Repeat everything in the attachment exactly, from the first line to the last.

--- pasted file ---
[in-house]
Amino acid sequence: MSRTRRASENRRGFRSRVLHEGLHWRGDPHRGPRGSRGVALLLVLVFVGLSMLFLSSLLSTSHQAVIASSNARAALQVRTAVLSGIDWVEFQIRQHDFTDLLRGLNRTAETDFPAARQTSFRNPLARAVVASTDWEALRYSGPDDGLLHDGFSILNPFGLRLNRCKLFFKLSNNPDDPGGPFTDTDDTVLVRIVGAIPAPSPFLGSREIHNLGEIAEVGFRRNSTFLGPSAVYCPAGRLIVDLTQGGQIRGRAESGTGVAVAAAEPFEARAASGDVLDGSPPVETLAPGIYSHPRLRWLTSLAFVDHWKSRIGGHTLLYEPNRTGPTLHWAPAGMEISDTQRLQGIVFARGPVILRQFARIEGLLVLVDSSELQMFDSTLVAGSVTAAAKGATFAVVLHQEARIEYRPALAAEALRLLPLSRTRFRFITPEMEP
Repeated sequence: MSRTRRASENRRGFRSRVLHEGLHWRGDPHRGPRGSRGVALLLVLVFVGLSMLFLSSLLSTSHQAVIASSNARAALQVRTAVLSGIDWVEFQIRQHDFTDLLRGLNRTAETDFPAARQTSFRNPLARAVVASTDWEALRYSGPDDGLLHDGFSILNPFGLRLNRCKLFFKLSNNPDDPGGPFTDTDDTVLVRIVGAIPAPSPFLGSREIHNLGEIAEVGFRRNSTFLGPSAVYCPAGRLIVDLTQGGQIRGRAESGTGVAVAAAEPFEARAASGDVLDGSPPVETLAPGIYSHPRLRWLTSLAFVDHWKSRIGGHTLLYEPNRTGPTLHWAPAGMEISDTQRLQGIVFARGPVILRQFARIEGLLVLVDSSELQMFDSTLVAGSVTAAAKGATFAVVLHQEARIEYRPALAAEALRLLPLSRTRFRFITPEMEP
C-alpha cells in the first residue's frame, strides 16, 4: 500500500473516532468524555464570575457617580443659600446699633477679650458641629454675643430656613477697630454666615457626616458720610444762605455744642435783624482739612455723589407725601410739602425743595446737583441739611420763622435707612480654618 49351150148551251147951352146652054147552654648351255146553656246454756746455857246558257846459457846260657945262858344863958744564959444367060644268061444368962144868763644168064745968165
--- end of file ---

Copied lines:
[in-house]
Amino acid sequence: MSRTRRASENRRGFRSRVLHEGLHWRGDPHRGPRGSRGVALLLVLVFVGLSMLFLSSLLSTSHQAVIASSNARAALQVRTAVLSGIDWVEFQIRQHDFTDLLRGLNRTAETDFPAARQTSFRNPLARAVVASTDWEALRYSGPDDGLLHDGFSILNPFGLRLNRCKLFFKLSNNPDDPGGPFTDTDDTVLVRIVGAIPAPSPFLGSREIHNLGEIAEVGFRRNSTFLGPSAVYCPAGRLIVDLTQGGQIRGRAESGTGVAVAAAEPFEARAASGDVLDGSPPVETLAPGIYSHPRLRWLTSLAFVDHWKSRIGGHTLLYEPNRTGPTLHWAPAGMEISDTQRLQGIVFARGPVILRQFARIEGLLVLVDSSELQMFDSTLVAGSVTAAAKGATFAVVLHQEARIEYRPALAAEALRLLPLSRTRFRFITPEMEP
Repeated sequence: MSRTRRASENRRGFRSRVLHEGLHWRGDPHRGPRGSRGVALLLVLVFVGLSMLFLSSLLSTSHQAVIASSNARAALQVRTAVLSGIDWVEFQIRQHDFTDLLRGLNRTAETDFPAARQTSFRNPLARAVVASTDWEALRYSGPDDGLLHDGFSILNPFGLRLNRCKLFFKLSNNPDDPGGPFTDTDDTVLVRIVGAIPAPSPFLGSREIHNLGEIAEVGFRRNSTFLGPSAVYCPAGRLIVDLTQGGQIRGRAESGTGVAVAAAEPFEARAASGDVLDGSPPVETLAPGIYSHPRLRWLTSLAFVDHWKSRIGGHTLLYEPNRTGPTLHWAPAGMEISDTQRLQGIVFARGPVILRQFARIEGLLVLVDSSELQMFDSTLVAGSVTAAAKGATFAVVLHQEARIEYRPALAAEALRLLPLSRTRFRFITPEMEP
C-alpha cells in the first residue's frame, strides 16, 4: 500500500473516532468524555464570575457617580443659600446699633477679650458641629454675643430656613477697630454666615457626616458720610444762605455744642435783624482739612455723589407725601410739602425743595446737583441739611420763622435707612480654618 49351150148551251147951352146652054147552654648351255146553656246454756746455857246558257846459457846260657945262858344863958744564959444367060644268061444368962144868763644168064745968165